The panelists added that 3D mammography is more sensitive at detecting cancer, but fewer Black women are referred to it.

Black women are more likely to be diagnosed with breast cancer at a younger age, but early detection with mammography can save lives. GETTY


Myths of Mammograms and the Impact of Racism

“It’s gonna hurt.” The panelists discussed the perception of pain creating reluctance among some women to obtain a mammogram. Yes, it can be uncomfortable and slightly painful, but it’s temporary. Another common misconception: ‘If I have cancer, then compressing my breast will spread the cancer,’ which is untrue. COVID has also played a role: women stayed away from hospitals, resulting in delayed diagnoses due to a drop in preventive care services.

Racism, as Dr. Richardson pointed out, is a public health threat: “The impact of racism on health is often overlooked. The history of race is misunderstood, as well as its role in access to care in low-income communities.” National health organizations such as the American Medical Association and CDC agree. Racism negatively affects the physical and mental health of millions of people. CDC: “The impact is pervasive and deeply embedded in our society.”

L-R: Mary J. Blige, Linda Goler Blount, Sheinelle Jones and Dr. Arlene Richardson. LIPI ROY


Mission of Mary J. Blige

For the multiplatinum artist, this health topic is personal. The P.O.W.E.R. of Sure spokeswoman who partnered with BWHI last year to address health disparities facing Black women very candidly described her family’s experience.

“I had an aunt who died of breast cancer. My grandmother died from cervical cancer and another aunt died of lung cancer,” shared Blige. “Nobody spoke about it at home. That’s why they ended up in the hospital with two weeks to live, and NOW we’re talking about it. I know this is happening in a lot of African American homes, and that’s why we need to talk about it.”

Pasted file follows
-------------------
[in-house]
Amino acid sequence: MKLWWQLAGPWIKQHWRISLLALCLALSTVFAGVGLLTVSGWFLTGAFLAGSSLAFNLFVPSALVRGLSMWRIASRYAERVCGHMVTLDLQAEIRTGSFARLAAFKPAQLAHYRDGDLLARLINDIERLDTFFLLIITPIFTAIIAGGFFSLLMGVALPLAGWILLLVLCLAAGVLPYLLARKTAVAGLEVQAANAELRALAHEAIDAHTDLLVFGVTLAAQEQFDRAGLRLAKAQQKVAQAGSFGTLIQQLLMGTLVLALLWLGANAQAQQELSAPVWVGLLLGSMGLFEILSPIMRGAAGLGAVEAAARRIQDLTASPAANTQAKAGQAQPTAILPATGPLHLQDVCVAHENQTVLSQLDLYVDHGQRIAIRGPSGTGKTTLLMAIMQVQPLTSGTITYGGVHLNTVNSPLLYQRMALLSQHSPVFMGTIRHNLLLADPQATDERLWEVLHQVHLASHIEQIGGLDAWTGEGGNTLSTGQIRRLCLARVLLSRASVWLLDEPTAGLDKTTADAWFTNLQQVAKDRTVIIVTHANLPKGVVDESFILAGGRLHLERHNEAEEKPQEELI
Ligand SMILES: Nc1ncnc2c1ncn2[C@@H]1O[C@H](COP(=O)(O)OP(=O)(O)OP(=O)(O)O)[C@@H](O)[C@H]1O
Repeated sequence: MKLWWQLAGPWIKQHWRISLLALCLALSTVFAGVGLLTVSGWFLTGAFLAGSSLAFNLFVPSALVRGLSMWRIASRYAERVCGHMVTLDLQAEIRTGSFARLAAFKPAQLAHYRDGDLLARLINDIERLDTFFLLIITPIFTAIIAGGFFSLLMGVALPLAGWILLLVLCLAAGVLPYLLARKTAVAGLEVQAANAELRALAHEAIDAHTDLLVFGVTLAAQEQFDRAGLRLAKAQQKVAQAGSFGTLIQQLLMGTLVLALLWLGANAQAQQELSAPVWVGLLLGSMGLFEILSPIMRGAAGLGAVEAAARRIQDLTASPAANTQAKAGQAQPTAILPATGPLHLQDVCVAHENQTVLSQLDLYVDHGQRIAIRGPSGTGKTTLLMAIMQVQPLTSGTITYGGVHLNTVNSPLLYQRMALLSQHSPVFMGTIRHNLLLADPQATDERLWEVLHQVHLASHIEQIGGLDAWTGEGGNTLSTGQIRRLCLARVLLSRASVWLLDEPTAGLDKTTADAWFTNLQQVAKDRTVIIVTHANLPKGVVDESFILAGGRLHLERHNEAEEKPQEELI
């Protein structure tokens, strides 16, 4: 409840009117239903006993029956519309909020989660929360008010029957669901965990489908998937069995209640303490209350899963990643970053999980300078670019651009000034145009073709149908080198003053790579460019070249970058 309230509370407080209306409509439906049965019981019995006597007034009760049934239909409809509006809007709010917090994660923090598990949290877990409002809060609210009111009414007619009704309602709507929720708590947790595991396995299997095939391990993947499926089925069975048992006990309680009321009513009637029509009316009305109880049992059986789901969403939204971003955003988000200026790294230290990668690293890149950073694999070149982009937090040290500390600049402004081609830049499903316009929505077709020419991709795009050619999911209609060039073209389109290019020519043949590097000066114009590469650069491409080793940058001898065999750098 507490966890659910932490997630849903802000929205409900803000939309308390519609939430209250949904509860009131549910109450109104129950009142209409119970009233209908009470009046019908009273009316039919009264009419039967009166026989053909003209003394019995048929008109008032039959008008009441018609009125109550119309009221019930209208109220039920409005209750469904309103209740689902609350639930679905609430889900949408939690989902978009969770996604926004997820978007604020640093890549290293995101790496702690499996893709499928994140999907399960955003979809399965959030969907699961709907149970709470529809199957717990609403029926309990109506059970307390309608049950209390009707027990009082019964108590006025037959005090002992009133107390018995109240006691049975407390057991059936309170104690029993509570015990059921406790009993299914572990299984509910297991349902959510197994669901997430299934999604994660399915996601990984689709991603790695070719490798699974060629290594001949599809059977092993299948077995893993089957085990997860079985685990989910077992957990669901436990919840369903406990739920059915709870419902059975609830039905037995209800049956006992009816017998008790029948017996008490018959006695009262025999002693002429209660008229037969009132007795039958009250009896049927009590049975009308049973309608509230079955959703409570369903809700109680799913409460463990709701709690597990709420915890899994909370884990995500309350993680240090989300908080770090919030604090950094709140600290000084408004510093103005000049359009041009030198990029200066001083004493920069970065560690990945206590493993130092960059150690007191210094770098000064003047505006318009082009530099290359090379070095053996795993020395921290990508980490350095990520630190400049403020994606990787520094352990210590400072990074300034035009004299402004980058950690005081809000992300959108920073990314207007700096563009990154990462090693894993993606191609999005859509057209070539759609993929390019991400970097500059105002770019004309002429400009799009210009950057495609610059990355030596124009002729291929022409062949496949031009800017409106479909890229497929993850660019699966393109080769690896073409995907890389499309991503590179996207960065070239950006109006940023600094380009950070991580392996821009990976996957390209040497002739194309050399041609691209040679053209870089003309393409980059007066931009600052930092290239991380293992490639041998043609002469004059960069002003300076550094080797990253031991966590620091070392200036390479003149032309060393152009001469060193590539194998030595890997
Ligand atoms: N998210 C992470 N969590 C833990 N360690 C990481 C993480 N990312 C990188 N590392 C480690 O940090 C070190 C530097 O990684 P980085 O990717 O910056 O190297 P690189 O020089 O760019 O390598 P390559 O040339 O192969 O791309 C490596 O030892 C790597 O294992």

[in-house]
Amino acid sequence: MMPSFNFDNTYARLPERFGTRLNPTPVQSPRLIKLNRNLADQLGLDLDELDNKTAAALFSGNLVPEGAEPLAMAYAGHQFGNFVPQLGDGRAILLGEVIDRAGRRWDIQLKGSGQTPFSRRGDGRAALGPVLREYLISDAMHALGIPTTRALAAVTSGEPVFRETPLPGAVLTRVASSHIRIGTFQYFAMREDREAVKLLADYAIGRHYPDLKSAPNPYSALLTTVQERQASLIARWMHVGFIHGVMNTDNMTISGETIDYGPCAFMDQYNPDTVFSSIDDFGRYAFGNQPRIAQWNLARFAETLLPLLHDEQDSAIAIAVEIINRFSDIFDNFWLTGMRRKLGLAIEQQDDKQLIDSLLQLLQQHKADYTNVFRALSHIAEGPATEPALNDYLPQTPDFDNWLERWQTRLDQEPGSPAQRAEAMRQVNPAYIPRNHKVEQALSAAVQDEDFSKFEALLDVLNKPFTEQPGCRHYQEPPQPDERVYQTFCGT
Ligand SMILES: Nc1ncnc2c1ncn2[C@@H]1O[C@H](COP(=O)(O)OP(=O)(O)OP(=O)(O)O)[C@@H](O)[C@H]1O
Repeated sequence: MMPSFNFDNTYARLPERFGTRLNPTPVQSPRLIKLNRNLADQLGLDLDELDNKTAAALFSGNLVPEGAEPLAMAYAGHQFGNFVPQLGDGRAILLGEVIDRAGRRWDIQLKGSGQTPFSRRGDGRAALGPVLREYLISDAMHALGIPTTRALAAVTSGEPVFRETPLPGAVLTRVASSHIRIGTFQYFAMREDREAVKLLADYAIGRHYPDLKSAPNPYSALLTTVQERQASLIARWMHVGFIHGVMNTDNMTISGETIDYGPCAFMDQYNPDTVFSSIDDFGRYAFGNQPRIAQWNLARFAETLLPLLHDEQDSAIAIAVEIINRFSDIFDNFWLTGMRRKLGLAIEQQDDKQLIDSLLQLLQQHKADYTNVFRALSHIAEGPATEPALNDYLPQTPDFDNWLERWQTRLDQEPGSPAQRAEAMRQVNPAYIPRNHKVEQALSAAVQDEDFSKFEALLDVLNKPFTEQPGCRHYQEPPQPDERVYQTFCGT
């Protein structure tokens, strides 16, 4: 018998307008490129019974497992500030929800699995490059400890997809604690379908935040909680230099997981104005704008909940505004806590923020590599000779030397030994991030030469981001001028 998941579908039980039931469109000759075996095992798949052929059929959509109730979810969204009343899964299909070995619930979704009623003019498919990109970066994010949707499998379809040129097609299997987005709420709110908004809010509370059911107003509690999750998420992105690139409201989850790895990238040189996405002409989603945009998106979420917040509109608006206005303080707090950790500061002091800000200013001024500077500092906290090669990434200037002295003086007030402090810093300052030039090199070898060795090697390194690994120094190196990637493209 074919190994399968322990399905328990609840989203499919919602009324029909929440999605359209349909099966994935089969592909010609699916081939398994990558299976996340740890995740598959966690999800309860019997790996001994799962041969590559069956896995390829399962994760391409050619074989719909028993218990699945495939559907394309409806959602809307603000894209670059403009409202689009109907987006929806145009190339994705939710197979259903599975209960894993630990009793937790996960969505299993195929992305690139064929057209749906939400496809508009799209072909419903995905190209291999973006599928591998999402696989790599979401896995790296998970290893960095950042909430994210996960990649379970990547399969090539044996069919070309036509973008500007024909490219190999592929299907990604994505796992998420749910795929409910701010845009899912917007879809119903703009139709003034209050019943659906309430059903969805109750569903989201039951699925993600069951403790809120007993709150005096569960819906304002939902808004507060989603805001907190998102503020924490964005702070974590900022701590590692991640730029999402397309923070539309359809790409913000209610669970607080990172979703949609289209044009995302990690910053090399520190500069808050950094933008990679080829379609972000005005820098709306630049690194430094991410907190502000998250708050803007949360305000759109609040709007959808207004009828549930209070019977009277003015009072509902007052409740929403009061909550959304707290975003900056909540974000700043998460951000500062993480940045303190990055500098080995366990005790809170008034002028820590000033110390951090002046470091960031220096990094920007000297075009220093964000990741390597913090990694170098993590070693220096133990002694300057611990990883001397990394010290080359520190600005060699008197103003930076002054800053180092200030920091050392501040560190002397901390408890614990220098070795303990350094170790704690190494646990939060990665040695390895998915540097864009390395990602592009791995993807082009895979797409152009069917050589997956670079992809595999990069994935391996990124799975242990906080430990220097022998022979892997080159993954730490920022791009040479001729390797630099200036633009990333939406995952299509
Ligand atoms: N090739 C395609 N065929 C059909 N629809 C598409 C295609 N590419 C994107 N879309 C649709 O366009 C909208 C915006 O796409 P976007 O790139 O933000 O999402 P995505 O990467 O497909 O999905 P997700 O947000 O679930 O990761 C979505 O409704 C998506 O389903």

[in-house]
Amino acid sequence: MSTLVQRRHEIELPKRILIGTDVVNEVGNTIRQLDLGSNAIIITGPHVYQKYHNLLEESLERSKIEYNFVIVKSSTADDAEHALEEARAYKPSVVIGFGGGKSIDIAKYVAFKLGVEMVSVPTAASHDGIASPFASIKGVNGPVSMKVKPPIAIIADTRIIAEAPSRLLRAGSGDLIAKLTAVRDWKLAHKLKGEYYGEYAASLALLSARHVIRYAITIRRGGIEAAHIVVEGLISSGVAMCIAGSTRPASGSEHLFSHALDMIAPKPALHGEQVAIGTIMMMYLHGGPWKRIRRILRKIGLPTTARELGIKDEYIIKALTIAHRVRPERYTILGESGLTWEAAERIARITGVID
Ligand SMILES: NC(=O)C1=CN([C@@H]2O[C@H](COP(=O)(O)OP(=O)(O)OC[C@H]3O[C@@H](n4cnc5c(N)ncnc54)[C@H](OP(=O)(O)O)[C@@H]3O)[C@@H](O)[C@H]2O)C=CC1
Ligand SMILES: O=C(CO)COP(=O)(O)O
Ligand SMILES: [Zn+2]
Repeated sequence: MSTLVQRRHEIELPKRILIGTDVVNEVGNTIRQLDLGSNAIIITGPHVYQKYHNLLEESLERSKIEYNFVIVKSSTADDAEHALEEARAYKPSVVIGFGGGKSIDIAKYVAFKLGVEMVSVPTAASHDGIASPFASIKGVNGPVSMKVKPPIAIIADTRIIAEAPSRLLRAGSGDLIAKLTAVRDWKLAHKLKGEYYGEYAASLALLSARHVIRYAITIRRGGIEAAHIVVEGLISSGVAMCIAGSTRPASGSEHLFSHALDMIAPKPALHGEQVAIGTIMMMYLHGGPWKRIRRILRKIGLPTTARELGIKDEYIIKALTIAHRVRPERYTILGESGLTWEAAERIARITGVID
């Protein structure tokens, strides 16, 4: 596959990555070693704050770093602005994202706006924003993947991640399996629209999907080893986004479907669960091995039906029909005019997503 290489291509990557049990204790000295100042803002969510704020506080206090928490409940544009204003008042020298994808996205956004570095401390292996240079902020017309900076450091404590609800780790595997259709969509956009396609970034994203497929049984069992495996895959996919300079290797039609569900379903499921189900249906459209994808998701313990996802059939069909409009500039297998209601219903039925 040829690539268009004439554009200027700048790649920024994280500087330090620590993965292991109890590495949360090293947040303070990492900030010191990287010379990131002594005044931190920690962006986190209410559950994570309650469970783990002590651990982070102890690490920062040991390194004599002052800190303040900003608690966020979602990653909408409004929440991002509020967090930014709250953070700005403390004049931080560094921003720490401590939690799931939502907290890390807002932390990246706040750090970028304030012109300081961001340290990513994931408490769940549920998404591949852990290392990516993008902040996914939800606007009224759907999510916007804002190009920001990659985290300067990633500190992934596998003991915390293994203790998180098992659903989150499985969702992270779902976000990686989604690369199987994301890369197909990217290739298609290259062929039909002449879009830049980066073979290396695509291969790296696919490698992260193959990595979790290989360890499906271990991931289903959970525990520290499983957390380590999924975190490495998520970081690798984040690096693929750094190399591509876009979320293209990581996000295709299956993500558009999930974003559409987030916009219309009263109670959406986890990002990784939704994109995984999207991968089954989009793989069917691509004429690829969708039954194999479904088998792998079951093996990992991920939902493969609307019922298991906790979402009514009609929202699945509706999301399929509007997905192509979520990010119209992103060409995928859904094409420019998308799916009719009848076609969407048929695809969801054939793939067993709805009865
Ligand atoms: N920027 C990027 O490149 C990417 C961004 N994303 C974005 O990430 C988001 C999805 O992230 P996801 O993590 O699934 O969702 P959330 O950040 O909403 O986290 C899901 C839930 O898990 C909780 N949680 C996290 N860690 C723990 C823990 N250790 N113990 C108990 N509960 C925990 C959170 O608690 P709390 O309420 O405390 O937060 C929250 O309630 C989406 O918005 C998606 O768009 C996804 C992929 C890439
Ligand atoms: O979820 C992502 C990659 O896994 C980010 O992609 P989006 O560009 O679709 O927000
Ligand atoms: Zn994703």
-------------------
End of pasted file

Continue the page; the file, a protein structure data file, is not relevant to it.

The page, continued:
The singer and actress emphasized self-care through education. “I didn’t know about breast cancer or mammograms until I was 40. I was in the music business, trying to take care of myself. My body started talking so I started listening. I found out about a mammogram at the GYN [clinic].”

Mary J. Blige, inducted into the Apollo Theater Walk of Fame in Harlem, has used her powerful voice her entire career to make a difference. MPI43/MEDIAPUNCH/MEDIAPUNCH/IPX


Science and Storytelling Save Lives

It is my personal and professional belief that education – through numbers and narratives – can make a profound difference in people’s lives. I’ve used this strategy for years to help people with substance use disorders and now with Covid-19 and vaccinations. But when a celebrity with Blige’s international stature shares her personal story, the impact can be exponential.

“I’d rather know. No matter how scary it is, take care of you. You don’t want to end up like my aunt. I’m here for us.” Blige described the sense of secrecy and even shame in Black culture (“it’s personal, it’s my business”) as being harmful. “I’m candid. I’d rather talk about it because I don’t want to die. Somebody has to say something.”


When celebrities speak, people listen – for better or for worse (as a doctor and public health advocate, I cannot endorse the health messaging of podcast host, Joe Rogan, or NBA player, Kyrie Irving). But Mary J. Blige is different. She is partnering with health experts and following the data. She is speaking up. When you’ve sold over 100 million records, have over 20 million followers globally and are slated to perform at Super Bowl 2022, people listen. I firmly believe that Blige, along with the Black Women’s Health Initiative, are saving lives by educating and empowering women of color about the importance of self-care, including prevention, nutrition and mental health. Blige is ‘Not Gon’ Cry,’ she’s gonna survive and thrive … and help others do the same.

Posted in: Medical/Science, Research